The BMW offers amenities not found on the Kawasaki, including a trip computer, emergency flashers and heated grips. The BMW's shock-spring-preload handwheel is great for dialing in sag on the fly. Kawasaki owners might want to use the KLR's luggage platform to carry a tool kit. At first glance, the KLR's internals seem complicated, but the carbureted bike is pretty basic when it comes to roadside repairs.
BMW recently released the G650GS, which is essentially the single-cylinder F650GS of yore with a few minor tweaks. Not least are some timely economic incentives, such as the inclusion of BMW's new-generation ABS and heated handgrips in the bike's $7670 base price. G now describes all single-cylinder models, while F is for the parallel-twins, R for opposed-twins, K for multis, etc. For beginning riders, the G also offers one of the lowest standard seat heights in dual-sport history at 30.7 inches. Order it with the factory-installed low suspension for an additional $175 and seat height drops further, to a squat 29.5 inches. Conversely, you can order the bike with a high seat and raise it to 32.2 inches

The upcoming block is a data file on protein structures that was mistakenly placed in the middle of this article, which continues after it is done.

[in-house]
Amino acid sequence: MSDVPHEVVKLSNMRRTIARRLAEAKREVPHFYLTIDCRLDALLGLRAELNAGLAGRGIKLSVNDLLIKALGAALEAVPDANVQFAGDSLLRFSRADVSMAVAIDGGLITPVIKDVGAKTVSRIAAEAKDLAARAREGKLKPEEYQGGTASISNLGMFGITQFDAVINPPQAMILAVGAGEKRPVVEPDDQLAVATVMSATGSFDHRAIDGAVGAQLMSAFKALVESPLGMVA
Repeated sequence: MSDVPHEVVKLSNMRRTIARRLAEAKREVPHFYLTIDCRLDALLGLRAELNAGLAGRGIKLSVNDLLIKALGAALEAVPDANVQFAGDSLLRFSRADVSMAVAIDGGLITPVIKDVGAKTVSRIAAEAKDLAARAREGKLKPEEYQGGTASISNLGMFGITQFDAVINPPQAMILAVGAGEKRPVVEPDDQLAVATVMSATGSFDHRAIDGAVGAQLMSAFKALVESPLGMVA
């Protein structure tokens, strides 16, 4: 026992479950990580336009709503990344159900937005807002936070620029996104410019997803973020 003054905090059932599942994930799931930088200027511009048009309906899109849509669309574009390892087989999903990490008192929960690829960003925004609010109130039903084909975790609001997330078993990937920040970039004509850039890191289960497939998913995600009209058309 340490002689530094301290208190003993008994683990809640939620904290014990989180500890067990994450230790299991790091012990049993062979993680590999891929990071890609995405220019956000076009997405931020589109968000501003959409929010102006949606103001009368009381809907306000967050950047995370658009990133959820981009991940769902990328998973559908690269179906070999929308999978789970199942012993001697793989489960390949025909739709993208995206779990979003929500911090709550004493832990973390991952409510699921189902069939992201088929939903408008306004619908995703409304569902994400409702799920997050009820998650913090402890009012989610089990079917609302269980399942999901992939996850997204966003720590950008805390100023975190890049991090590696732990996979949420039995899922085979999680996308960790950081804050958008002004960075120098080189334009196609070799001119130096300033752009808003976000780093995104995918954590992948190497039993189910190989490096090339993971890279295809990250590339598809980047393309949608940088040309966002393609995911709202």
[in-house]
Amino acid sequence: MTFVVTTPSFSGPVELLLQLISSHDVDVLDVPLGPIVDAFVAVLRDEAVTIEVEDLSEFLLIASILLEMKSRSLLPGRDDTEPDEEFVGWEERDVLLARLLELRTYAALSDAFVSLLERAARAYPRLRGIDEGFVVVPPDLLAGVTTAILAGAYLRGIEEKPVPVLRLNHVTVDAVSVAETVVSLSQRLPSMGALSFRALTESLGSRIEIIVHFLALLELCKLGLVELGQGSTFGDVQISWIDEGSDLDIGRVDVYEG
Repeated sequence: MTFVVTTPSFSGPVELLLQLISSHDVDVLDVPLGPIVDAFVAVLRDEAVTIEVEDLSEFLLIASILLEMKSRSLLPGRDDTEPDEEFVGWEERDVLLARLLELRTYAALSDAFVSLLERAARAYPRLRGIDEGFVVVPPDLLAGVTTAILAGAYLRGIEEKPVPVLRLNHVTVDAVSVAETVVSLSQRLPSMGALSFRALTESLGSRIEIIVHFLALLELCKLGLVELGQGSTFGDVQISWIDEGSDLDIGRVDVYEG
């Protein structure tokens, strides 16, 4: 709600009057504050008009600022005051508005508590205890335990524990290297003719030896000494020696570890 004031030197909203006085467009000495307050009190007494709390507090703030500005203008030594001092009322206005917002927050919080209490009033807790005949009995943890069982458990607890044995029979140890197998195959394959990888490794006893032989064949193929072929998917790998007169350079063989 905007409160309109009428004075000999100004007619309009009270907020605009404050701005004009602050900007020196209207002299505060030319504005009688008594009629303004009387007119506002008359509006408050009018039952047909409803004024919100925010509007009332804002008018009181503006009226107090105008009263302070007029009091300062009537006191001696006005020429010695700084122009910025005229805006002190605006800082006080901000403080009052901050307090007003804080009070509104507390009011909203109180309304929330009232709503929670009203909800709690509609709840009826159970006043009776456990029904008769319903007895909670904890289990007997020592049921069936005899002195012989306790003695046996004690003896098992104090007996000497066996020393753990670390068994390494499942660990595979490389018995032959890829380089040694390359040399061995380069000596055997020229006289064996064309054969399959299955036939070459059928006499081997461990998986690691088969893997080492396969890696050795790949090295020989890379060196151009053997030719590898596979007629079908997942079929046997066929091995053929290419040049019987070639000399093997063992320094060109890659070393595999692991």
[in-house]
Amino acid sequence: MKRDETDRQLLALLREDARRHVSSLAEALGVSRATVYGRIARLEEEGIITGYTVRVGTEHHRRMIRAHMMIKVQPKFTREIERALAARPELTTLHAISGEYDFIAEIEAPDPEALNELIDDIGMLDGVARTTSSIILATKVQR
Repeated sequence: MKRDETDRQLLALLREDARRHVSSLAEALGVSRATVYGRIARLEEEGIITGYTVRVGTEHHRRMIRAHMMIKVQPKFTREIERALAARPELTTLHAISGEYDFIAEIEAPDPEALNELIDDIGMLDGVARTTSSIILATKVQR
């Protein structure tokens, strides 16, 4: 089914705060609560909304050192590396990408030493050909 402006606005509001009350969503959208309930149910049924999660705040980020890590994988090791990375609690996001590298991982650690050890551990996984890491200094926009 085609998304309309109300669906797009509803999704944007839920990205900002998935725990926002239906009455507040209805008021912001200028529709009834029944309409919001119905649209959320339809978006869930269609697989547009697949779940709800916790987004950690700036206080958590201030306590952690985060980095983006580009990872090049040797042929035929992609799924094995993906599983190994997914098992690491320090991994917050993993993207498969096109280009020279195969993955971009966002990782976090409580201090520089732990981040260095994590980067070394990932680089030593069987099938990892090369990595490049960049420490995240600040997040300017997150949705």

Kawasaki's august KLR650 needs no rambling introduction. In stature, it's Lerch-like next to the BMW, its 35-inch-high seat more on par with trailbikes. If you're tall, that aggressive posture is a call to serious adventure riding. On that playing field, the Kawi is more comparable to BMW's trail-ready F800GS. Apart from the ABS element, the KLR's brakes to offer slightly stronger feel.
The BMW is more like huevos rancheros with a side of guacamole. Kawasaki doesn't offer accessory panniers for the KLR, but there are a number available from the aftermarket.
Ironically, the stock hand guards on the bare-bones KLR actually kept our paws warmer than the G650's fancy heated grips. Both bikes come with short windscreens and luggage racks. Both luggage racks are useful, though the BMW's actually enhances the look of the bike and features a convenient, lockable stash box. As for fuel efficiency, the injected BMW offers substantially higher mpg, but holds only 4.0 gallons of fuel to the Kawasaki's 6.1 gallons.
The BMW's seat is unfortunately canted so that it pushes the rider's hips toward the tank, making even our shortest tester feel cramped. It's also perhaps the easiest BMW in history to ride.
Despite identical bore and stroke figures, the G650 stomps the KLR, pumping out 9 more horsepower in a smoother, friendlier manner. Despite its dual-sport intentions, the GS's ergonomics are street-biased, with a short peg-to-seat distance and long seat-to-bars reach. If you're vertically challenged, the GS is for you: Its seat is 5 inches lower than the KLR's.
Power isn't the KLR's forte, but it is sufficient to get the job done. The KLR delivers with a lofty 35-inch-high seat and high, wide handlebar. If you're shorter than 5-foot-10, you'll need a stepladder.